• Côte Chalonnaise Champion: Vincent Dureuil

    Côte Chalonnaise Champion: Vincent Dureuil

    It’s not every day that we spotlight Burgundy’s Côte Chalonnaise. However, there is one producer that we’re thrilled with: Vincent Dureuil in Rully. Vincent is a favorite producer among Burgundy’s circle of vignerons. With fervent backing from wine critic William Kelley, he’s getting his long-overdue spotlight in the mainstream. Allocations have dramatically shrunk, but today's offer includes several cases of Vincent's flagship Rully Blanc. In short, these humble Rully wines rise to the occasion of white Burgundy’s top echelon.

    Rully sits on the northernmost border of the Côte Chalonnaise, just five miles south of Chassagne Montrachet, and therefore shares similar clay and limestone soils to the Côte de Beaune. The Rully Village comes from old vines across four lieu-dits and the Maizières from a single vineyard planted in 1997, after Vincent took over. Both wines are made in the same manner: Native fermentation in barrel with some stirring of the lees and 12 months of aging (20% new oak). The Rully is a clear picture of the cool, classic 2017 vintage, and Maizières’s east-facing exposure and clay-based soils always express bolder orchard fruit.

    Vincent showed a keen talent for winemaking from an early age. He took over his family's domaine when he was 24 years old. For three decades, Vincent has upheld his appellation’s ability to produce as elegant and terroir-driven wines as anywhere else in Burgundy. He transitioned to organic farming in the mid-2000s and continues to skillfully care for the vines planted by his grandfather in 1949. Domaine Dureuil-Janthial epitomizes the purity and elegance we long for in white Burgundy!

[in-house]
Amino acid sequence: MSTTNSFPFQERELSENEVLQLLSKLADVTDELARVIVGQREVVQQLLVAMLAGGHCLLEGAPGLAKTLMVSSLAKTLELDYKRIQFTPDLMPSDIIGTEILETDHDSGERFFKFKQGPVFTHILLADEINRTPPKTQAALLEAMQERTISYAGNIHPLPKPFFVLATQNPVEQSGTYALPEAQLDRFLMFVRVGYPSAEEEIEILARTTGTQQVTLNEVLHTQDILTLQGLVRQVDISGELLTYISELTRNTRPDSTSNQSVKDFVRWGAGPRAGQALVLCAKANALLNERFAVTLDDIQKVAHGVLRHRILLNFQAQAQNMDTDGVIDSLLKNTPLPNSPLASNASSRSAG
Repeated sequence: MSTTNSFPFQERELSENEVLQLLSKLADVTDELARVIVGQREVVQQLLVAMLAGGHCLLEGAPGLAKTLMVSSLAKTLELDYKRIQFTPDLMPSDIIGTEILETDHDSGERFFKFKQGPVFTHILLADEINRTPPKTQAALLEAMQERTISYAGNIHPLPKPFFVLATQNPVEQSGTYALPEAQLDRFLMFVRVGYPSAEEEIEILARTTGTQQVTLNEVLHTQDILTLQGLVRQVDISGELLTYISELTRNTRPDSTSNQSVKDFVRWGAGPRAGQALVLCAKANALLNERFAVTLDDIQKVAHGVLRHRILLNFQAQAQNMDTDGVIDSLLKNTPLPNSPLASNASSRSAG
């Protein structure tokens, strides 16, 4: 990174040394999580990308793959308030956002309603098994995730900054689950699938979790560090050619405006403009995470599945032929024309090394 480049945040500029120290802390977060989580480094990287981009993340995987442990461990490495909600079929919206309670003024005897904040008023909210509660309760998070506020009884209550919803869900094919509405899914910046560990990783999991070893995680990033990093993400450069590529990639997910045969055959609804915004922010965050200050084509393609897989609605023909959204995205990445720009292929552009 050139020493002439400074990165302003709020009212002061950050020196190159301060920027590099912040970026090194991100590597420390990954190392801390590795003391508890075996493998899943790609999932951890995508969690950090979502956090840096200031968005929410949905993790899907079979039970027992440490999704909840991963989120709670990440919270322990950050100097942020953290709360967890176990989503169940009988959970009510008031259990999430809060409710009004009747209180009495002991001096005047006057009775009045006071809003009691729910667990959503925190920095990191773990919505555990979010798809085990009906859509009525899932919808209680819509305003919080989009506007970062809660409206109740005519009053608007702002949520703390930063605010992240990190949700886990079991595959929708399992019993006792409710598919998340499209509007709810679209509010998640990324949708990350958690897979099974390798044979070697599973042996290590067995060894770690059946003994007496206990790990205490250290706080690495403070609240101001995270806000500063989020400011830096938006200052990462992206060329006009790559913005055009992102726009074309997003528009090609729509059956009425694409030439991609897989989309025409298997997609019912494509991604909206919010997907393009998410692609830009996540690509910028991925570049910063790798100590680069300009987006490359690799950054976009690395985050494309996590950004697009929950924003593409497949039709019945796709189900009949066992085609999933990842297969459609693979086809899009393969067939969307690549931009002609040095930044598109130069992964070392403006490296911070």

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    Photo Credit: North Berkeley Imports

    Posted by Sydney Love
  • Joseph Roty: Gevrey Old-Vine Purist

    Joseph Roty: Gevrey Old-Vine Purist

    Domaine Joseph Roty is one of the great houses of Gevrey Chambertin. Operated by the Roty family since 1710, with a tenure of this length, they have achieved greatness working with true old vines. All of Roty's wines come from 60-plus-year-old vines. Their most famous site, a section of Charmes Chambertin, was grafted in 1881. This ancient vineyard was among the first to be grafted after phylloxera wiped out half of France's vines. The cuvée is aptly labeled "Très Vieilles Vignes," or very old vines.